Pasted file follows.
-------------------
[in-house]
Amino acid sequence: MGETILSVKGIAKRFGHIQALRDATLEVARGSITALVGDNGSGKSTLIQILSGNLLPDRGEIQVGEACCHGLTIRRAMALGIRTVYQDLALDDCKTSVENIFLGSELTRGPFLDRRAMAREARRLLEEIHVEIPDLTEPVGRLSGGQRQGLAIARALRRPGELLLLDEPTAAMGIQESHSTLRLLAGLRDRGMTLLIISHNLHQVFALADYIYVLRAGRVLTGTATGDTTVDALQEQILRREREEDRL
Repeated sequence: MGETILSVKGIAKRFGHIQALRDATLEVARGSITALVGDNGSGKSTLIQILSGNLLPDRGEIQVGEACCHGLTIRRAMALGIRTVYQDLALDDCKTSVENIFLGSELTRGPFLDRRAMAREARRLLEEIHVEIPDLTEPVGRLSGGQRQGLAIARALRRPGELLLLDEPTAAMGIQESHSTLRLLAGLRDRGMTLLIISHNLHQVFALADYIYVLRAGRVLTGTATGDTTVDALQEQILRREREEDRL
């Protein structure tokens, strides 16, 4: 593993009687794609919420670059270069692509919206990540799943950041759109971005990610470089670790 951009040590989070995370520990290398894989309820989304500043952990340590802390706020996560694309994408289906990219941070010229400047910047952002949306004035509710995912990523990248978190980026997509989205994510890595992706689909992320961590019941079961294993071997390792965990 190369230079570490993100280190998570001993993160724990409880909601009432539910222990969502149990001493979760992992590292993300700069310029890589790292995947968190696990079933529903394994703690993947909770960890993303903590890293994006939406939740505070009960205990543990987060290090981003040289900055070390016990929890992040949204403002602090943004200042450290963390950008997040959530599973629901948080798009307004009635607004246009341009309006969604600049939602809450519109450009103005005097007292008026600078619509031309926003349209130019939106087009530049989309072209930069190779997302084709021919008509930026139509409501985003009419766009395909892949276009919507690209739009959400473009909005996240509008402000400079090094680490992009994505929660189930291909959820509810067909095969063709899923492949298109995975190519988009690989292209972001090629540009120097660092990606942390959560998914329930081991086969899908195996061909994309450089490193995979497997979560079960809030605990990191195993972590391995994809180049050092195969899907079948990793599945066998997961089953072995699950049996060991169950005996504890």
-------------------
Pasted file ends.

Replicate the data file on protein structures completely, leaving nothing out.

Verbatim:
[in-house]
Amino acid sequence: MGETILSVKGIAKRFGHIQALRDATLEVARGSITALVGDNGSGKSTLIQILSGNLLPDRGEIQVGEACCHGLTIRRAMALGIRTVYQDLALDDCKTSVENIFLGSELTRGPFLDRRAMAREARRLLEEIHVEIPDLTEPVGRLSGGQRQGLAIARALRRPGELLLLDEPTAAMGIQESHSTLRLLAGLRDRGMTLLIISHNLHQVFALADYIYVLRAGRVLTGTATGDTTVDALQEQILRREREEDRL
Repeated sequence: MGETILSVKGIAKRFGHIQALRDATLEVARGSITALVGDNGSGKSTLIQILSGNLLPDRGEIQVGEACCHGLTIRRAMALGIRTVYQDLALDDCKTSVENIFLGSELTRGPFLDRRAMAREARRLLEEIHVEIPDLTEPVGRLSGGQRQGLAIARALRRPGELLLLDEPTAAMGIQESHSTLRLLAGLRDRGMTLLIISHNLHQVFALADYIYVLRAGRVLTGTATGDTTVDALQEQILRREREEDRL
């Protein structure tokens, strides 16, 4: 593993009687794609919420670059270069692509919206990540799943950041759109971005990610470089670790 951009040590989070995370520990290398894989309820989304500043952990340590802390706020996560694309994408289906990219941070010229400047910047952002949306004035509710995912990523990248978190980026997509989205994510890595992706689909992320961590019941079961294993071997390792965990 190369230079570490993100280190998570001993993160724990409880909601009432539910222990969502149990001493979760992992590292993300700069310029890589790292995947968190696990079933529903394994703690993947909770960890993303903590890293994006939406939740505070009960205990543990987060290090981003040289900055070390016990929890992040949204403002602090943004200042450290963390950008997040959530599973629901948080798009307004009635607004246009341009309006969604600049939602809450519109450009103005005097007292008026600078619509031309926003349209130019939106087009530049989309072209930069190779997302084709021919008509930026139509409501985003009419766009395909892949276009919507690209739009959400473009909005996240509008402000400079090094680490992009994505929660189930291909959820509810067909095969063709899923492949298109995975190519988009690989292209972001090629540009120097660092990606942390959560998914329930081991086969899908195996061909994309450089490193995979497997979560079960809030605990990191195993972590391995994809180049050092195969899907079948990793599945066998997961089953072995699950049996060991169950005996504890």